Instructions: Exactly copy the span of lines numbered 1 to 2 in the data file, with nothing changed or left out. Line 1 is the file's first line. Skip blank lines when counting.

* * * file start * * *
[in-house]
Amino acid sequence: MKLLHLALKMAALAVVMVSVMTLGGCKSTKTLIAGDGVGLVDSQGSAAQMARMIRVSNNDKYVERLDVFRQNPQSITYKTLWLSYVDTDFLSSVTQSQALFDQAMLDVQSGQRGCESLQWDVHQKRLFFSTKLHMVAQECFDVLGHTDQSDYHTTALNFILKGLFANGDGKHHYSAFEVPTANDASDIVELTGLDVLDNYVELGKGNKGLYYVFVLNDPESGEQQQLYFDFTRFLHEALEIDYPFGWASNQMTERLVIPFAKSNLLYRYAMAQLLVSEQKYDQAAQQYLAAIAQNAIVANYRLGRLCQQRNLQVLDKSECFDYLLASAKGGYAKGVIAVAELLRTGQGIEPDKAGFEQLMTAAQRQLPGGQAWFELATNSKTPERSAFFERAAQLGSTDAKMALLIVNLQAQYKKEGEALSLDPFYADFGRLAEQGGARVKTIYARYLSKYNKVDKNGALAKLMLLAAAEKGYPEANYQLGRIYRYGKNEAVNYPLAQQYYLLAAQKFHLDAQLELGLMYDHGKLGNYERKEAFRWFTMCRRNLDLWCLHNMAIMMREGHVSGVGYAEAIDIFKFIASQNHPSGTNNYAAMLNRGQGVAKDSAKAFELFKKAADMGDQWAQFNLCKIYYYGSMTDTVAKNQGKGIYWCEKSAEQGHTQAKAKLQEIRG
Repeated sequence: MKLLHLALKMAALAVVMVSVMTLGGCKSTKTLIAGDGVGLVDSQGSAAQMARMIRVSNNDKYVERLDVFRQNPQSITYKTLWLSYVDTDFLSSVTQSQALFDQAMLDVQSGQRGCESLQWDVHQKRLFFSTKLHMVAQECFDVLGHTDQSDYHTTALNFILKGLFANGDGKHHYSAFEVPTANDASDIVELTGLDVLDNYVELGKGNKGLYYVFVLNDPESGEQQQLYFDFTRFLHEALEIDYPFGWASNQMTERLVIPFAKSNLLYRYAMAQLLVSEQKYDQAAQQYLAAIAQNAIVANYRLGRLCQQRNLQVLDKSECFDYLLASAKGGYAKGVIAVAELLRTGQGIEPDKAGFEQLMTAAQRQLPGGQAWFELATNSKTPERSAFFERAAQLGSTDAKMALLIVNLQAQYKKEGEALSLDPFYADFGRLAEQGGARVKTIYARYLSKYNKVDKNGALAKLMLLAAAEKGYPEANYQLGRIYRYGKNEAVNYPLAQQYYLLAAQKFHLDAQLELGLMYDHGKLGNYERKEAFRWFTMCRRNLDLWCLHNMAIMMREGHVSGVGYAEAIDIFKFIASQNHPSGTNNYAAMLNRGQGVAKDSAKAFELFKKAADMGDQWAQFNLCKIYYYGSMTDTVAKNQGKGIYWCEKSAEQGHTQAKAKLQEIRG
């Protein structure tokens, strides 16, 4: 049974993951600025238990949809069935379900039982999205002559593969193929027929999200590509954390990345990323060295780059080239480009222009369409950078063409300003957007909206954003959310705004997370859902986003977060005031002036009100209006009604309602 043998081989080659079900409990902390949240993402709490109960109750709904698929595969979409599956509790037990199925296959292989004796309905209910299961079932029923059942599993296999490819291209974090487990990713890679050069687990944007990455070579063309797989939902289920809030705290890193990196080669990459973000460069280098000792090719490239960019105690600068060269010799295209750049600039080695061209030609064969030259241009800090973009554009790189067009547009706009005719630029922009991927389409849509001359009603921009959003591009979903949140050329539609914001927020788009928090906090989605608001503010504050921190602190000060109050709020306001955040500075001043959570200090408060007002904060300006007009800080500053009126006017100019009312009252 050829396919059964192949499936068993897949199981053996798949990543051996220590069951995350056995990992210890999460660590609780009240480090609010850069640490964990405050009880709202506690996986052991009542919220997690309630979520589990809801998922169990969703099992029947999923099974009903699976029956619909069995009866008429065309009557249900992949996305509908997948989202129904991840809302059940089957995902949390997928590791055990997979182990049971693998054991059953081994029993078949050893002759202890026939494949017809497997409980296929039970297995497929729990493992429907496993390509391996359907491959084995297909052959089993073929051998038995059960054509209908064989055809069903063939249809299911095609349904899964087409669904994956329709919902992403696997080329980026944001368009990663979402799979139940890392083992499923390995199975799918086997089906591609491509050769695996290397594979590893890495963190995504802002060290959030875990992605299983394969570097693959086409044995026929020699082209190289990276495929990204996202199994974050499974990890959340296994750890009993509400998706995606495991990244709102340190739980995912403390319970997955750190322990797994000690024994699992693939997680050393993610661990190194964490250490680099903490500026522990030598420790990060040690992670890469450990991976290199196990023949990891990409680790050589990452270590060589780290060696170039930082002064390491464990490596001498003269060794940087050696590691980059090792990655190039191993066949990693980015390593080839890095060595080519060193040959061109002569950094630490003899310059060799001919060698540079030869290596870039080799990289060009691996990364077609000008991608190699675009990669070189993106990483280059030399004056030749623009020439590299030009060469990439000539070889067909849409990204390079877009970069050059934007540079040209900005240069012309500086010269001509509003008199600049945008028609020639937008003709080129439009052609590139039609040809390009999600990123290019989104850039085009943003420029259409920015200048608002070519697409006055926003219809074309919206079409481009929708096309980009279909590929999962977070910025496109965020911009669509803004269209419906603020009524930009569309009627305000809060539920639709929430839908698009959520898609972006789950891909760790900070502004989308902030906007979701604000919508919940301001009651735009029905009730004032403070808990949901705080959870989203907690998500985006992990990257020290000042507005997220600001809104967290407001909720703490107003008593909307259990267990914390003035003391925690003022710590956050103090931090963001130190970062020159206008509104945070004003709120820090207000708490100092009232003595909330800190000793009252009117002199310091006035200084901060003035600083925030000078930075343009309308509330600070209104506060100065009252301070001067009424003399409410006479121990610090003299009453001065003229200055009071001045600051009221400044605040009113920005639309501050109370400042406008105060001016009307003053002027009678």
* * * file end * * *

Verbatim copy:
[in-house]
Amino acid sequence: MKLLHLALKMAALAVVMVSVMTLGGCKSTKTLIAGDGVGLVDSQGSAAQMARMIRVSNNDKYVERLDVFRQNPQSITYKTLWLSYVDTDFLSSVTQSQALFDQAMLDVQSGQRGCESLQWDVHQKRLFFSTKLHMVAQECFDVLGHTDQSDYHTTALNFILKGLFANGDGKHHYSAFEVPTANDASDIVELTGLDVLDNYVELGKGNKGLYYVFVLNDPESGEQQQLYFDFTRFLHEALEIDYPFGWASNQMTERLVIPFAKSNLLYRYAMAQLLVSEQKYDQAAQQYLAAIAQNAIVANYRLGRLCQQRNLQVLDKSECFDYLLASAKGGYAKGVIAVAELLRTGQGIEPDKAGFEQLMTAAQRQLPGGQAWFELATNSKTPERSAFFERAAQLGSTDAKMALLIVNLQAQYKKEGEALSLDPFYADFGRLAEQGGARVKTIYARYLSKYNKVDKNGALAKLMLLAAAEKGYPEANYQLGRIYRYGKNEAVNYPLAQQYYLLAAQKFHLDAQLELGLMYDHGKLGNYERKEAFRWFTMCRRNLDLWCLHNMAIMMREGHVSGVGYAEAIDIFKFIASQNHPSGTNNYAAMLNRGQGVAKDSAKAFELFKKAADMGDQWAQFNLCKIYYYGSMTDTVAKNQGKGIYWCEKSAEQGHTQAKAKLQEIRG